The proposal for this project was outlined in March 2000. This paper discusses tests conducted
to determine various knot strengths, slippage and ease of rope pull down for various rope/tape
materials.

Literature Review
Existing Information on Ropes, Aging and Knot Strength/Slippage
The author has researched published information on the strength and slippage of knots in rope
and webbing. There is significant data on the rated strength of new tape and rope as indicated in
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the sample of catalogues and specifications (see references). However only a couple of
references have been sighted that provide data on strength of knots tied in Kernmantle rope.
Warild (1990 p33&34) provides information on recommended and non-recommended knots
showing the static strength and falls taken for each knot. He states “the performance of most
knots is variable and depends on many factors, rope diameter, wet or dry, knot packing and to a
lesser extent temperature” (p33). He suggests the bulky knots appear to have a clear advantage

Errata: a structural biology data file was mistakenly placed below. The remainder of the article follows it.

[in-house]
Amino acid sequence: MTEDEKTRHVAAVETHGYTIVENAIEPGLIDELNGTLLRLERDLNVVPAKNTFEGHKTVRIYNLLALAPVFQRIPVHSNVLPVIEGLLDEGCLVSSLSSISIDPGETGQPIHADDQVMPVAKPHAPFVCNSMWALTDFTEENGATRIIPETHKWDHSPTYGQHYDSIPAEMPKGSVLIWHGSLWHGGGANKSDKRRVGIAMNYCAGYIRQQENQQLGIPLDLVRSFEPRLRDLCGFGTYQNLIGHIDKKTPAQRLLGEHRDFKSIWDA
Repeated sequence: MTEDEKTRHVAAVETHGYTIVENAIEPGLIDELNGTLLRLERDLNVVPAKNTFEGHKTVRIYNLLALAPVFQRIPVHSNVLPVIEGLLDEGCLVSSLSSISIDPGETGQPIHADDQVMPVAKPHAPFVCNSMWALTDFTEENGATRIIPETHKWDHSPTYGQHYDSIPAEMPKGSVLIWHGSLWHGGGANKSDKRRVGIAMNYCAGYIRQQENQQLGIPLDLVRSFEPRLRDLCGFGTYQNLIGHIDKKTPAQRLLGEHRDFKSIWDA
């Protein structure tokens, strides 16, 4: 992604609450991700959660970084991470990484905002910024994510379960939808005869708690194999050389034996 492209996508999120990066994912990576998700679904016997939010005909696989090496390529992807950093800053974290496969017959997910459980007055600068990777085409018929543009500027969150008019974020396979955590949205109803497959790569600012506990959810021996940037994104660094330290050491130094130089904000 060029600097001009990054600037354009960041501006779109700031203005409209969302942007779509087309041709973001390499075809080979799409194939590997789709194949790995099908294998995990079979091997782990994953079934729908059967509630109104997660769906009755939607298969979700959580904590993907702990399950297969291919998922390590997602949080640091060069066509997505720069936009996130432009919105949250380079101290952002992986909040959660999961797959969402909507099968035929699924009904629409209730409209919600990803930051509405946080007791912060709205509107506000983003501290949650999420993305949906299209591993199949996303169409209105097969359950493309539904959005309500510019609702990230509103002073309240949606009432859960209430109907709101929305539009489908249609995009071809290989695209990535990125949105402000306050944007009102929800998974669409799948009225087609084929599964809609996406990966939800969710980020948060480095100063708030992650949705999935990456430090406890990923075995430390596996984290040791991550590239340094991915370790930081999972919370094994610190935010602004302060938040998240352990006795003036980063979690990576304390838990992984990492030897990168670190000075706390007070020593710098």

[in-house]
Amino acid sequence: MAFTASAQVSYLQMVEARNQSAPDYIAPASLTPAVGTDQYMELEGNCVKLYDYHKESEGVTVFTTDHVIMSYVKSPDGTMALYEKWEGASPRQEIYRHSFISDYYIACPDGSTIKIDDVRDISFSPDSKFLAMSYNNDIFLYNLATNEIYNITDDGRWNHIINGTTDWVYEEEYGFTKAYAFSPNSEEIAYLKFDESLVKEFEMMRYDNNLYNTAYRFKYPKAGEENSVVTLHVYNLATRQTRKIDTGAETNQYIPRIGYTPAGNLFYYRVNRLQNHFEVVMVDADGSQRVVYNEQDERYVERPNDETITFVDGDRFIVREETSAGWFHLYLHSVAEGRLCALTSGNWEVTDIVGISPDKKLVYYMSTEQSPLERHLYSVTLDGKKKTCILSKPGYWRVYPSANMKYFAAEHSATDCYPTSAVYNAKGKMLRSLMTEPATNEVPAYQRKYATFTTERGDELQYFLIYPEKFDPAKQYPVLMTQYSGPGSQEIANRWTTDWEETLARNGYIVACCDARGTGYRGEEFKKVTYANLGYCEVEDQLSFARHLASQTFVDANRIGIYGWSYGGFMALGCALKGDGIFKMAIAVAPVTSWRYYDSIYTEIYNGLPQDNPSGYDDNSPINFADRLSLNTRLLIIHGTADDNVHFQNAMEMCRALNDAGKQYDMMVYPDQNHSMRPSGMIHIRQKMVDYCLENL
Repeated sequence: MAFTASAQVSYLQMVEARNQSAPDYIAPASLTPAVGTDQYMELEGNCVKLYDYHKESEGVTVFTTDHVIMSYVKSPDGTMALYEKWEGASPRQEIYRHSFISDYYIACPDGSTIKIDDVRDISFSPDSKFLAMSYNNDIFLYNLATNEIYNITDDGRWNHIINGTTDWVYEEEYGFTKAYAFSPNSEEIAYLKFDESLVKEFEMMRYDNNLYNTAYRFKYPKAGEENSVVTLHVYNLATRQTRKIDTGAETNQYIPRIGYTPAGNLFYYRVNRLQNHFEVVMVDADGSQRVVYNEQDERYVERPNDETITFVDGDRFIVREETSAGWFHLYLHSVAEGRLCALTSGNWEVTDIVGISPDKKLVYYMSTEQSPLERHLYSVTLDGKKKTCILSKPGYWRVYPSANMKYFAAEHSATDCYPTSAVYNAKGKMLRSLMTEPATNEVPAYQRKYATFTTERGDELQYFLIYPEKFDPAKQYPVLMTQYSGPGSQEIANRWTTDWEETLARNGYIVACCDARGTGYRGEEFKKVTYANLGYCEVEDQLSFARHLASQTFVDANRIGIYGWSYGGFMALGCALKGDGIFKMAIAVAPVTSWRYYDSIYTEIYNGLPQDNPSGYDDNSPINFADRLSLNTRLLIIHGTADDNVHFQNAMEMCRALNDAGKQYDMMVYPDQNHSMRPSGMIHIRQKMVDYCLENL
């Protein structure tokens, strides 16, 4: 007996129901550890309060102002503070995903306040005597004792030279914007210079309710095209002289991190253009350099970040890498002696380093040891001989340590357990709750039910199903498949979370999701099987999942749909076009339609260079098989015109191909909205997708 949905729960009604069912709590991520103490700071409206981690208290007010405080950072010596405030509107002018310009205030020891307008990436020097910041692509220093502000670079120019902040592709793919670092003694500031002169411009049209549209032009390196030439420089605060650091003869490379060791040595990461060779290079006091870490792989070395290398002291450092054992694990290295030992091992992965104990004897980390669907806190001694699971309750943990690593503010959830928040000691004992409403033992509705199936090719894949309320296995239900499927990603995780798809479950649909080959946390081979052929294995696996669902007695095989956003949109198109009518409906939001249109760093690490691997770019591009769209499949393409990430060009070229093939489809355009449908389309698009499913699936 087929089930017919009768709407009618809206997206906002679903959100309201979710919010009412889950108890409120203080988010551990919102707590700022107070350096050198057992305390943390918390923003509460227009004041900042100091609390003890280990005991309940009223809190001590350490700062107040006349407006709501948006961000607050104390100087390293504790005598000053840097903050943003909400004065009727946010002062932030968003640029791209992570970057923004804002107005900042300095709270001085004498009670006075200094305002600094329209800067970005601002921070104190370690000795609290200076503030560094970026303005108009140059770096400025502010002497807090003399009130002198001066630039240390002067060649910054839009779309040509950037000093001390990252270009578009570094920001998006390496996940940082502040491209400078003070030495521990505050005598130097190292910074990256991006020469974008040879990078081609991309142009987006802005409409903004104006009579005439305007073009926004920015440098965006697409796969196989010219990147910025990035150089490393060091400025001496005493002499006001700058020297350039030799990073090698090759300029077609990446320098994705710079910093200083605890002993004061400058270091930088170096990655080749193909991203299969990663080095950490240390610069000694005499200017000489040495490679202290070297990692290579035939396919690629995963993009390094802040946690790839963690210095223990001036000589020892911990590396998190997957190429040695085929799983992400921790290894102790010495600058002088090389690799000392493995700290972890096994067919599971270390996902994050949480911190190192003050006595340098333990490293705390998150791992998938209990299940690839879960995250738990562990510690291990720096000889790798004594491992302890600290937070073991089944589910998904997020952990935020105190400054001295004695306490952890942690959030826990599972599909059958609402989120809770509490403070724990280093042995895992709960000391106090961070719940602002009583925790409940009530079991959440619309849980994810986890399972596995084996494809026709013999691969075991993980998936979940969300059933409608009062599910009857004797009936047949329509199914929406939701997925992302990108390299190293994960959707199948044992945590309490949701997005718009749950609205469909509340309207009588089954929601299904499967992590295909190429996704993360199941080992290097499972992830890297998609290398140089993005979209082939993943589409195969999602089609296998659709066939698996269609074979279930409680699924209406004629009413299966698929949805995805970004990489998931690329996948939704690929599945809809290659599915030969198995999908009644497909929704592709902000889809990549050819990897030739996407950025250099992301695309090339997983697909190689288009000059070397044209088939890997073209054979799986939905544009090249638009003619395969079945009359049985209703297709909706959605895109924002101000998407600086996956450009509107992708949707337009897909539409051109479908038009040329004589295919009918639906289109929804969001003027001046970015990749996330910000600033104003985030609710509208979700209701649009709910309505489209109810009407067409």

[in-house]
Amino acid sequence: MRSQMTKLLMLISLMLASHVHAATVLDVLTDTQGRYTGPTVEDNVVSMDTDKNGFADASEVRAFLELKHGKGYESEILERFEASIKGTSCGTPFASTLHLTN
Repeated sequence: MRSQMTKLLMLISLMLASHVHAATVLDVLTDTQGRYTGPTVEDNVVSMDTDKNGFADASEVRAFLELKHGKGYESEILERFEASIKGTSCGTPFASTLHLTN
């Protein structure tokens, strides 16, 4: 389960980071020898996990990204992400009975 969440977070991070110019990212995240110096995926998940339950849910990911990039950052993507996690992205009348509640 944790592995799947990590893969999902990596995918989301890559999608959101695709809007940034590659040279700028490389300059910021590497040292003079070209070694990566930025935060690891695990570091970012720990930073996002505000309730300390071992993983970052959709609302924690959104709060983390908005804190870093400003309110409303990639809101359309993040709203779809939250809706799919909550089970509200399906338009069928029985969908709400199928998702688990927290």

especially in 8 or 9 mm rope and the Overhand Loop (knot) performs inconsistently. Whilst
Warilds’ tables are very helpful, the current author has not been able to access the test data on
which they were based, and there are no test results for knot slippage. Luebben (1996, p7) also
provides some data on the strength of knots, but no supporting references are provided. Long
(1993, p54), mentions that the Water (Tape) knot should be checked frequently, as it has the
tendency to come untied.
Much testing has been conducted by the international organisation of alpine clubs, Union
Internationale des Association d’Alpinisme, (UIAA) on falling climbers and the equipment that
breaks their fall. It is important to understand what causes the severity of the fall and so
understand what is called a fall factor. Benk & Bram (Edelrid) describe the fall factor (FF) as
the proportion of fall and the length of rope run out. The fall factor describes the severity of the